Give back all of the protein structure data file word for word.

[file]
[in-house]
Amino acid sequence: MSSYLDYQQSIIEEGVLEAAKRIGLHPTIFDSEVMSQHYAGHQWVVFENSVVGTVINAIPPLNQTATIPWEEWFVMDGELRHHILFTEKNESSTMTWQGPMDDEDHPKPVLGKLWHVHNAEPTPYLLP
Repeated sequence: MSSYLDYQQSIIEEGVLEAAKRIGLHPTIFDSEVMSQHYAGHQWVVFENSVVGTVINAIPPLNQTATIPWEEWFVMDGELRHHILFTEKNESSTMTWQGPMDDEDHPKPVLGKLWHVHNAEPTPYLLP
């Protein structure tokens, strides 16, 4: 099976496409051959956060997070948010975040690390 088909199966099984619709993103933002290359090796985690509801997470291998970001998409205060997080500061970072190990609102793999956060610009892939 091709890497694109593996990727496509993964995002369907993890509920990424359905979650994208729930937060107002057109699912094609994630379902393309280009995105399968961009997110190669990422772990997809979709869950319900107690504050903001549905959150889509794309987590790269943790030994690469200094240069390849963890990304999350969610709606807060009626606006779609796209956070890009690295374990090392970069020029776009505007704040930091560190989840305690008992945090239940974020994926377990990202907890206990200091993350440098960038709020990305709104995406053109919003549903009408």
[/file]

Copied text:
[in-house]
Amino acid sequence: MSSYLDYQQSIIEEGVLEAAKRIGLHPTIFDSEVMSQHYAGHQWVVFENSVVGTVINAIPPLNQTATIPWEEWFVMDGELRHHILFTEKNESSTMTWQGPMDDEDHPKPVLGKLWHVHNAEPTPYLLP
Repeated sequence: MSSYLDYQQSIIEEGVLEAAKRIGLHPTIFDSEVMSQHYAGHQWVVFENSVVGTVINAIPPLNQTATIPWEEWFVMDGELRHHILFTEKNESSTMTWQGPMDDEDHPKPVLGKLWHVHNAEPTPYLLP
């Protein structure tokens, strides 16, 4: 099976496409051959956060997070948010975040690390 088909199966099984619709993103933002290359090796985690509801997470291998970001998409205060997080500061970072190990609102793999956060610009892939 091709890497694109593996990727496509993964995002369907993890509920990424359905979650994208729930937060107002057109699912094609994630379902393309280009995105399968961009997110190669990422772990997809979709869950319900107690504050903001549905959150889509794309987590790269943790030994690469200094240069390849963890990304999350969610709606807060009626606006779609796209956070890009690295374990090392970069020029776009505007704040930091560190989840305690008992945090239940974020994926377990990202907890206990200091993350440098960038709020990305709104995406053109919003549903009408």